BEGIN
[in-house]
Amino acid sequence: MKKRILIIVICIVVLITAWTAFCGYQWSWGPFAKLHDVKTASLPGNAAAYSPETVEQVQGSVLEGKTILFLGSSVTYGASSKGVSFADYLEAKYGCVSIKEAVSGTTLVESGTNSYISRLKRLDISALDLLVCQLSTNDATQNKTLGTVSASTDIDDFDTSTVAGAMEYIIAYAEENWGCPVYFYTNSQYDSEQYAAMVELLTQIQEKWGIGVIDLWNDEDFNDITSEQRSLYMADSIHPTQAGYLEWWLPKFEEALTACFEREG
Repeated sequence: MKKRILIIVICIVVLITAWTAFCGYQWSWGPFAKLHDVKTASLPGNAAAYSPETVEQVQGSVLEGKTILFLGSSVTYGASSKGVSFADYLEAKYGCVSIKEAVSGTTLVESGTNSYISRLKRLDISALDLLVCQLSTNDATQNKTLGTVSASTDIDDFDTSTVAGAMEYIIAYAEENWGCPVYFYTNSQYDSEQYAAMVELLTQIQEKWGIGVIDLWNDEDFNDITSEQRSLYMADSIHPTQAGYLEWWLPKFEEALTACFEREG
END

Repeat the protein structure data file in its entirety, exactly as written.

[in-house]
Amino acid sequence: MKKRILIIVICIVVLITAWTAFCGYQWSWGPFAKLHDVKTASLPGNAAAYSPETVEQVQGSVLEGKTILFLGSSVTYGASSKGVSFADYLEAKYGCVSIKEAVSGTTLVESGTNSYISRLKRLDISALDLLVCQLSTNDATQNKTLGTVSASTDIDDFDTSTVAGAMEYIIAYAEENWGCPVYFYTNSQYDSEQYAAMVELLTQIQEKWGIGVIDLWNDEDFNDITSEQRSLYMADSIHPTQAGYLEWWLPKFEEALTACFEREG
Repeated sequence: MKKRILIIVICIVVLITAWTAFCGYQWSWGPFAKLHDVKTASLPGNAAAYSPETVEQVQGSVLEGKTILFLGSSVTYGASSKGVSFADYLEAKYGCVSIKEAVSGTTLVESGTNSYISRLKRLDISALDLLVCQLSTNDATQNKTLGTVSASTDIDDFDTSTVAGAMEYIIAYAEENWGCPVYFYTNSQYDSEQYAAMVELLTQIQEKWGIGVIDLWNDEDFNDITSEQRSLYMADSIHPTQAGYLEWWLPKFEEALTACFEREG